The Circle of Life When Terry Fox ran across our country I was there in Ottawa. I was an 11 year old boy attending an Ottawa Rough Riders football game when Terry Fox came out to kick the ceremonial kick-off, the ball didn't fly through the air or go very far, but it didn't matter the Ottawa crowd cheered so loud you would have thought that Terry had just kicked the winning field goal in the Grey Cup. This story was just the beginning, as fate would have it I would be diagnosed with Cancer not once but twice. I have helped organize my school's Terry Fox Runs for over 20 years and I can proudly say that I have helped raised (directly and indirectly) over $1,000,000 and counting. Fate also touched this story one last time, when the 25th anniversary came around I was asked to speak at a luncheon with a special guest, Bill Vigars who also happened to be with Terry in that memorable football stadium. Bill Vigars was the Ontario Cancer society's representative as Terry ran through the province. Amazing how the story came full circle from a simple football game attended by a normal 11 year old boy to 25 years later promoting the Run as a two time Cancer survivor. God Bless ! Alain Dube
Near the end - I remember that year seeing the commercials for Terry's cross Canada run. I lived in the small town of Nipigon about 1 hour drive east of Thunder Bay. Thunder Bay is where Terry's run ended. I wasn't very close to the road but I saw the cars going by that accompanied him. I do remember seeing him with that familiar hop. I was fortunate to experience this part of Canadian history. Jamie Hardy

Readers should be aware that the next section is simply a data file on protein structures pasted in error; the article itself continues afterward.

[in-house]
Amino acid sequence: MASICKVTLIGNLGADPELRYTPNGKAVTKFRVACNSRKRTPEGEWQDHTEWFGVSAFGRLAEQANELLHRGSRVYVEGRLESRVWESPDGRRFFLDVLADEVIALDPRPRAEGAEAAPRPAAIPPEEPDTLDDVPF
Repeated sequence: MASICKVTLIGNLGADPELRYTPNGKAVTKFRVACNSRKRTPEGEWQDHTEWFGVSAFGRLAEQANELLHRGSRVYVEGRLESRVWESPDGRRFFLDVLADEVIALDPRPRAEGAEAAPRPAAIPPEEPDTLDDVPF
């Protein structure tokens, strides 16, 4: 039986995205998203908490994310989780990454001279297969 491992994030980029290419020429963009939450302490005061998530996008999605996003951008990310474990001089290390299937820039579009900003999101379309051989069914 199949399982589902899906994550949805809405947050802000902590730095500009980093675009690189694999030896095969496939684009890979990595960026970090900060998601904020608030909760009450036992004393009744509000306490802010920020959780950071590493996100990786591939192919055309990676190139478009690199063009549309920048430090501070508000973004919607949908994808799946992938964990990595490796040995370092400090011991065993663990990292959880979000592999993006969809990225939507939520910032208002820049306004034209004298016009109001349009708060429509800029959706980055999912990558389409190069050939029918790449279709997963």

Meeting at the Causeway. I met Terry one morning at the Cape Breton side of the causeway. It was about 7:00 AM. There was not a lot of people there. We saw Billy Joe Mac Lean who was mayor at the time and stopped to see what was going on. In the next few minutes Terry came around the turn and impressed me to no end by what he was doing. This was early in the run and not too many were following. I had heard of the run and was very surprised to be able to be there for it. Terry you inspired a nation and may god bless you for your determination, strength, and heart. Cliff Morrison